I met a friend recently. We had met for the first time 5 years ago when we shared a room at a ministry consultation in Hong Kong. I was experiencing deep pain in my life then. I shared some of that pain with him. He listened with kindness and compassion. He prayed for me. I had not met him since. Till three days ago.
Through the kind initiative of some friends, we all met for dinner. Since that first and only meeting, our lives had gone through very deep waters. We both had left the ministries that had brought us together in Hong Kong. I had undergone major personal failures. He had survived cancer. (The doctor had subsequently told him that only about 10% had survived his type of cancer.)
Since my first wife had died of cancer, I was familiar with the territory. Even though we had not seen each other for five years, we connected straight away. It seemed that we had gone through the same crash course in the language of pain. We had traversed similar terrain. Few words were needed to communicate with him and with his wife. We were all members of the same club – the company of the walking wounded.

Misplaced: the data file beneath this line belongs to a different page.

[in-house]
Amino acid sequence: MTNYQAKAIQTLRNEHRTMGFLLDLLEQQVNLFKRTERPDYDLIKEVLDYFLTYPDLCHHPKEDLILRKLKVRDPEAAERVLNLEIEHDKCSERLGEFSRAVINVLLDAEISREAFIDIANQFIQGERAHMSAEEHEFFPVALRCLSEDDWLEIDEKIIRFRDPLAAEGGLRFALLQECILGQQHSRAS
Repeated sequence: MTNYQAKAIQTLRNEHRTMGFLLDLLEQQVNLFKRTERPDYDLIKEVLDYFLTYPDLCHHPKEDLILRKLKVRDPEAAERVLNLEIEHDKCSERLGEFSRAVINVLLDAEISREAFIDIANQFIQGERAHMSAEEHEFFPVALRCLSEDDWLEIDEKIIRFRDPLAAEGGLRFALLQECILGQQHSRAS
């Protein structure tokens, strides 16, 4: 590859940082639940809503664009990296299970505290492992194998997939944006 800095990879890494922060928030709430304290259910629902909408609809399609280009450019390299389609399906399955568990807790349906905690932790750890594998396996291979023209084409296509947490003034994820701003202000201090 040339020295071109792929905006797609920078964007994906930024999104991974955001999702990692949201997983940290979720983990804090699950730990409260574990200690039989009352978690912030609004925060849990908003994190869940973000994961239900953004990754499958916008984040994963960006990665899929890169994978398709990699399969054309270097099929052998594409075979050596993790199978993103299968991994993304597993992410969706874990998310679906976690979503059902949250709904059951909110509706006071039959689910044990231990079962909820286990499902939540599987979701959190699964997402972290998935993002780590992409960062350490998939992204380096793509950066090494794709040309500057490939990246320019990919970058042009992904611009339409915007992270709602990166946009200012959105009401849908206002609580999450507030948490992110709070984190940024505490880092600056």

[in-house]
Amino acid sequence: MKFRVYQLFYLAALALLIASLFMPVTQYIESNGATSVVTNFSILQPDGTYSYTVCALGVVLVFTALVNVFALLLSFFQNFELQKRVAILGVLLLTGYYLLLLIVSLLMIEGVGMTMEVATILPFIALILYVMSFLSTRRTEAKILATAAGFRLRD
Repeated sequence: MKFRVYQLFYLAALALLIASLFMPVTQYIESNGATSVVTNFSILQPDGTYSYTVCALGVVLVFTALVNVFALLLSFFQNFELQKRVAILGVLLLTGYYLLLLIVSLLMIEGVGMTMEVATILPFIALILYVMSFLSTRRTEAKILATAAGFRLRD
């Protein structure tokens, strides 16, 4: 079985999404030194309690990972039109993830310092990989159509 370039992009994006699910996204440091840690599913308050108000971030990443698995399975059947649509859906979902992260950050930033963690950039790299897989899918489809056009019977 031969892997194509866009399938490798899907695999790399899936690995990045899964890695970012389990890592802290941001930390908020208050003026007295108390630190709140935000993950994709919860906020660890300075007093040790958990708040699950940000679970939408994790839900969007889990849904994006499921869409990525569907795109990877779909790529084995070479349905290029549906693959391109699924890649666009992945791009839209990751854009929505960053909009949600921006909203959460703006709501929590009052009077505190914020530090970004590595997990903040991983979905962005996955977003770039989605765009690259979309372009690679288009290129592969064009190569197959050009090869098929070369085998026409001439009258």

I observed, yet again, how pain draws people together. When we parade our strengths we build walls. We incite competition. When we acknowledge our common woundedness, we find ourselves disarmed. Connected. Members of the same tribe. Which makes me wonder.
How much of the division that occurs in the world and in the church arises from the failure of people to acknowledge and own their wounds? As long as we knowingly or unknowingly refuse to own our brokenness, we end up focusing on the distance between we and our fellows.
When we take the risk of owning and revealing our fears and pains, we suddenly find that the distance between we and our neighbour’s has shrunk considerably. Which means we are actually close enough to bear each others’ burdens (Galatians 6:2).